The DCPFL claims process

  1. How do employees apply for DCPFL? Employees will apply through a DOES online portal (or other formats DOES may develop), using forms that differ from FMLA/DCFMLA forms. Employees will not be permitted to submit applications in advance, even when the leave event is planned (such as childbirth or a scheduled surgery). Employers may not submit applications on an employee’s behalf.
  2. How long will it take DOES to approve claims and start paying benefits? According to the DCPFL final benefits regulations, DOES will ordinarily make claims determinations within 10 business days after receiving an application. Additional time will be required if the application is incomplete, or if the claim is denied and the employee appeals the denial. DOES will begin making benefits payments within 10 business days after approving a claim. Payments will be made directly to the employee, biweekly, and are expected to be by direct deposit or debit card.
  3. Is there a waiting period for DCPFL? There is a 7-calendar day waiting period starting from the date of the qualifying leave event, during which employees will not receive DCPFL benefits. However, an employee who has multiple qualifying leave events during the 52-week period for calculating the 8-week limit on DCPFL benefits will have only one waiting period during the 52 weeks.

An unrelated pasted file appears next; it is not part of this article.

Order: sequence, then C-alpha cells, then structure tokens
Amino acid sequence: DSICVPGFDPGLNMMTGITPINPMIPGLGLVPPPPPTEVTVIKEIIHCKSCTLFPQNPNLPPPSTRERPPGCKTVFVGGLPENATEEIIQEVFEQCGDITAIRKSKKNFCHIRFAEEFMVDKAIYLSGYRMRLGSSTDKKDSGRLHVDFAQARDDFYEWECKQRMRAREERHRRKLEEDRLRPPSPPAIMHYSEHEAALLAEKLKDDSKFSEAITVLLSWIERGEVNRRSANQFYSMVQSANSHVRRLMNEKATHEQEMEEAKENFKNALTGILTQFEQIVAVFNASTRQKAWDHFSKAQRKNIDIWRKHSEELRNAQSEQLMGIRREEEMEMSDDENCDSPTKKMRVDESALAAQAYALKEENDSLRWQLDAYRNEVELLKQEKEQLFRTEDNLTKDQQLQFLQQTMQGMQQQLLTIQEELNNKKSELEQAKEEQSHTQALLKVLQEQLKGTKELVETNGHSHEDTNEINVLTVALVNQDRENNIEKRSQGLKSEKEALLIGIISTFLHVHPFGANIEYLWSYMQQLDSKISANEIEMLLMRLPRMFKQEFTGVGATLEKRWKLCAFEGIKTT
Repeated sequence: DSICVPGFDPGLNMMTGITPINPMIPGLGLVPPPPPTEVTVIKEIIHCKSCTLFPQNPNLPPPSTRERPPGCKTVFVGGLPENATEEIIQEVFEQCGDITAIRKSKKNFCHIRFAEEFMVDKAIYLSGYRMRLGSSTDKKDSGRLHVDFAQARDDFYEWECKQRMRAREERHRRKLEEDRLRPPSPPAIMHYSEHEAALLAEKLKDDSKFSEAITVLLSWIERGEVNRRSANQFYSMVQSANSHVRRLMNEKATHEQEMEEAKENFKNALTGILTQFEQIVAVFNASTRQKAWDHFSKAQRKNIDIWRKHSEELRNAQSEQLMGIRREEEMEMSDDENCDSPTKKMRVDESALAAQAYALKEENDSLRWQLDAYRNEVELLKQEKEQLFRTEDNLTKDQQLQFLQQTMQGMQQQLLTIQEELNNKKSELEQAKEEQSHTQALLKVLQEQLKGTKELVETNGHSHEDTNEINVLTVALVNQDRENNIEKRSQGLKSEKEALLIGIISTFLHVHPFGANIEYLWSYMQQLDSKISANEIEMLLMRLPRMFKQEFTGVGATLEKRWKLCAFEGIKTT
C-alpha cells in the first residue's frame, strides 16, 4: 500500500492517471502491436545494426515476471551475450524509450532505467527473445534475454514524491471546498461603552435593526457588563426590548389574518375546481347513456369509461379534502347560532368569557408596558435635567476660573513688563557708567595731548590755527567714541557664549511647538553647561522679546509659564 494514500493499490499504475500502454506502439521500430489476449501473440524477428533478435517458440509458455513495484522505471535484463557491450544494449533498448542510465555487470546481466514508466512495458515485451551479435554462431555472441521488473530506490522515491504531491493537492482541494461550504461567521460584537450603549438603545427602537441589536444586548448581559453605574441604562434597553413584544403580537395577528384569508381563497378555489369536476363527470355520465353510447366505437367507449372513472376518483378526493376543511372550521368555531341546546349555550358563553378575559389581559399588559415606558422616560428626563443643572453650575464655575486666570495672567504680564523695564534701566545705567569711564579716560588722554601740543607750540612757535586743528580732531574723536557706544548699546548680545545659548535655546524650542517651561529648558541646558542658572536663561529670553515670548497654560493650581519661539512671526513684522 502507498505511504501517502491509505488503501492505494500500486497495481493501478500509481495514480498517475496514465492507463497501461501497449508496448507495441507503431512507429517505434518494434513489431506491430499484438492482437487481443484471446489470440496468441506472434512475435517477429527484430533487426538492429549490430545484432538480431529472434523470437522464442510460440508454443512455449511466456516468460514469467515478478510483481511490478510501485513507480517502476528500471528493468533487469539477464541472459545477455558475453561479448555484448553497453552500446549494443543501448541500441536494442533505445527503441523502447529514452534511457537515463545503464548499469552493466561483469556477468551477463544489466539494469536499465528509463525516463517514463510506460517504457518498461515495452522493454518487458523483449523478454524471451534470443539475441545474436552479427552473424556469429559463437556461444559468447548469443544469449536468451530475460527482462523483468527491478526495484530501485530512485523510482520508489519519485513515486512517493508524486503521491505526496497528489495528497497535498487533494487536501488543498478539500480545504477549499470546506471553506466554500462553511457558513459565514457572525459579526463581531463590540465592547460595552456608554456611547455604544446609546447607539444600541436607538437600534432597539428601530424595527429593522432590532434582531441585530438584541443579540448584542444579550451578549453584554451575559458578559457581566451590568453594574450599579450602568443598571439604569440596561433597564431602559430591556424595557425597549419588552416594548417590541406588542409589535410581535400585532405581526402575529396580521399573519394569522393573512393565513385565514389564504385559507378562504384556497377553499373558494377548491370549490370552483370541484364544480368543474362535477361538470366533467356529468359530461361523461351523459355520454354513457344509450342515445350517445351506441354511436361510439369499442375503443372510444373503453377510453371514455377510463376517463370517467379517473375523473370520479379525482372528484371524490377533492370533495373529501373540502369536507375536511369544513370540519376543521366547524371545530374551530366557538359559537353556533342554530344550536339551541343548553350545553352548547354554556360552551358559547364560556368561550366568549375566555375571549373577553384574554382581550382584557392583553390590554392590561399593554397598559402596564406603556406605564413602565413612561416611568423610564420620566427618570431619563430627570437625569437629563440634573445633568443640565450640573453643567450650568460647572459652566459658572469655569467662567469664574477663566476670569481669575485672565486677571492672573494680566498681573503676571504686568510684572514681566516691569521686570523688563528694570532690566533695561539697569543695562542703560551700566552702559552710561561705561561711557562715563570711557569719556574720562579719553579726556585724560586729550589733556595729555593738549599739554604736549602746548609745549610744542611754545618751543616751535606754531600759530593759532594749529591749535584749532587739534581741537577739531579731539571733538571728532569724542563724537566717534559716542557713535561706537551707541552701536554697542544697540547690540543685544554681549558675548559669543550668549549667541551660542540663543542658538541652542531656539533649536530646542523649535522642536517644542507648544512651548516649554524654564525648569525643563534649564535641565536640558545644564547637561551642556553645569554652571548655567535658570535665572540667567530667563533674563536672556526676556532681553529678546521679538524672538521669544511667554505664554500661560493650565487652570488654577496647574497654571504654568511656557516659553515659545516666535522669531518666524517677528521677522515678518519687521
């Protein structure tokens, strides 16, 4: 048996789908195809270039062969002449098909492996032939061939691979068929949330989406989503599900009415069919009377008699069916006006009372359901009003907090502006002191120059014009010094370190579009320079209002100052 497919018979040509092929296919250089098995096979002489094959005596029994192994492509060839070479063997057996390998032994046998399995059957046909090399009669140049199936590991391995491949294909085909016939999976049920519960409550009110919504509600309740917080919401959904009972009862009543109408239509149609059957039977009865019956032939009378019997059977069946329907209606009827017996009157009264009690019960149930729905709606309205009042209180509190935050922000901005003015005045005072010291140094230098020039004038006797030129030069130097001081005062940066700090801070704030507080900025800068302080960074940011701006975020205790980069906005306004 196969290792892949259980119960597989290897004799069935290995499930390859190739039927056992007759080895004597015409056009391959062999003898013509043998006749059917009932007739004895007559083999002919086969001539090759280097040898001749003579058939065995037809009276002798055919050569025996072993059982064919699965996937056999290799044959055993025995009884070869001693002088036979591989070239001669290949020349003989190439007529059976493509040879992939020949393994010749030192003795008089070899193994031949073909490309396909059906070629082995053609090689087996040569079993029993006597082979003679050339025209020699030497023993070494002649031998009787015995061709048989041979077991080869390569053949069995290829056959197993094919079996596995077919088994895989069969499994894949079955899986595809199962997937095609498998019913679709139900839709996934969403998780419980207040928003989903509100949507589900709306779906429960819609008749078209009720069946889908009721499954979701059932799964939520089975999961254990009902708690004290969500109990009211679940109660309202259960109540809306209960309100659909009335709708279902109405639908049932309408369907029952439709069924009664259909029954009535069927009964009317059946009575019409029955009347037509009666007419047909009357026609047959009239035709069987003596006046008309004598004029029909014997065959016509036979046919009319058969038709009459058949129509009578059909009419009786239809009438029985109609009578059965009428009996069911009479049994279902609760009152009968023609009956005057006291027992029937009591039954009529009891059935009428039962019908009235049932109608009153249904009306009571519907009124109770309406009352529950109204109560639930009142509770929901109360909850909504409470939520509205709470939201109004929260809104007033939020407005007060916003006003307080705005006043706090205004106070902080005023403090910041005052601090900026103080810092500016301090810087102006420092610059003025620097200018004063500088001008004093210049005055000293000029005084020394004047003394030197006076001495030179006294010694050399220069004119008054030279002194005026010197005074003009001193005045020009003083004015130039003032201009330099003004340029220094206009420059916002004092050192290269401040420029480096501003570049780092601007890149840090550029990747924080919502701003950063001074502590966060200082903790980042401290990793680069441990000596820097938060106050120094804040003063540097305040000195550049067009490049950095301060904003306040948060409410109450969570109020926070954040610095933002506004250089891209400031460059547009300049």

4. Will employers know when an employee applies for DCPFL? Within 3 business days of an application, DOES will contact the employer to request certain verifying information. Where possible, employers should instruct employees applying for DCPFL benefits to identify a single point of contact for this purpose (e.g., a Human Resources representative knowledgeable about the DCPFL program). The DCPFL law requires employees to give employers advance notice of their need for qualifying leave (10 days’ advance notice if the leave is foreseeable). However, employees who fail to provide this notice can still receive DCPFL benefits.
  5. Will employers know how much employees are receiving in DCPFL benefits? Not unless the employee shares this information with the employer and/or authorizes DOES to do so.  If an employer intends to offset the employer’s own paid leave benefits with DCPFL benefits (more on that below), the employer should require employees, as a condition of eligibility for the employer’s own paid leave benefits, to share their weekly benefit amount with the employer as soon as they receive notice of the amount from DOES and authorize DOES to release the information to the employer.

Coordinating DCPFL with other leave benefits

  1. How does DCPFL intersect with FMLA and DCFMLA? When the employee qualifies for FMLA and/or DCFMLA, DCPFL will run concurrently with them.
  2. Does DCPFL take into account the paid leave benefits employees receive from their employer? DOES will not reduce DCPFL benefits for amounts an employee receives from an employer’s paid leave policies. This means that when the employer’s benefits overlap with DCPFL—for example, if the employer offers fully paid parental leave—DOES will nonetheless approve the full DCPFL benefit for the same period if the employee applies for it, which could result in benefits from both sources combined totaling more than 100 percent of regular pay. Duplicative benefits could also arise if an employee applies for DCPFL benefits while on short term disability (although some short term disability plans require offset for benefits received from other sources). Employees on long term disability are not eligible for DCPFL.